Chicago Under Glass: Early Photographs from the Chicago Daily News
When the Chicago Daily News closed its doors in March 1978 after over a century of publication, the city mourned the loss of an American original. The Daily News boasted the inventive, aggressive writing of such luminaries as Carl Sandburg and Ben Hecht. It was also one of the first newspapers in the country to feature black-and-white photography. In 1900, staffers from the paper’s art department began lugging bulky cameras, heavy glass plates, and explosive flash powder throughout the city. A labor strike, a boxing match, or a crime scene—it was all in a day’s work for the Daily News photographer. These cameramen helped sell papers...but, they also made art.
Chicago under Glass: Early Photographs from the Chicago Daily News is the first collection of images from the photo staff’s early years, 1901 to 1930. Jacob and Cahan, seasoned journalists themselves, have selected more than 250 images—many of which have never before been published—from the nearly 57,000 glass negatives housed at the Chicago History Museum. They include rare photographs of a young Buster Keaton with his wife and child, waiting to board a train and the notorious Al Capone outside a courtroom, smoking a cigar and consulting with his lawyer. Each thematic section begins with a fascinating introduction by the authors, and each image is accompanied by insightful historical commentary.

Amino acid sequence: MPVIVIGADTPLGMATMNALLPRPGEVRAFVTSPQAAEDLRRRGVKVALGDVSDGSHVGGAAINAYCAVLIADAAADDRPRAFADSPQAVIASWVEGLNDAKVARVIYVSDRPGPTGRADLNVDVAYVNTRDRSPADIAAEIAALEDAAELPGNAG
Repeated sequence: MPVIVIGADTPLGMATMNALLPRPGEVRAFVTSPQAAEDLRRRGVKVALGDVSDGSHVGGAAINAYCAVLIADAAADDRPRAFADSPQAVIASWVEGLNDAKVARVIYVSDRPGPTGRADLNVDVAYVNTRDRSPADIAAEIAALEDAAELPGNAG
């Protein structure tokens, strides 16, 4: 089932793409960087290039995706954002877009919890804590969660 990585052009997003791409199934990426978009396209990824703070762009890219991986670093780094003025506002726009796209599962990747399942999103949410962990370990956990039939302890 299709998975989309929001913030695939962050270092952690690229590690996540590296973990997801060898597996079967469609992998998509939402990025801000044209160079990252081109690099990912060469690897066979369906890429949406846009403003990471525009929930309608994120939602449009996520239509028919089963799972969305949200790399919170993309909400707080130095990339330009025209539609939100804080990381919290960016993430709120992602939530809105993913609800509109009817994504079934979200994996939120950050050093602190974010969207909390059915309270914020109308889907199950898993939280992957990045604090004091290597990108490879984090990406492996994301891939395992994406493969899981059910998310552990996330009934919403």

Mark Jacob and Richard Cahan, in association with the Chicago History Museum and foreword by Rick Kogan, reveal these fragile glass records as a remarkable piece of American history - not simply the story of Chicago, but the history of the modern American city.
Hardcover | 272 pages | 260 duotones | 8.5 x 10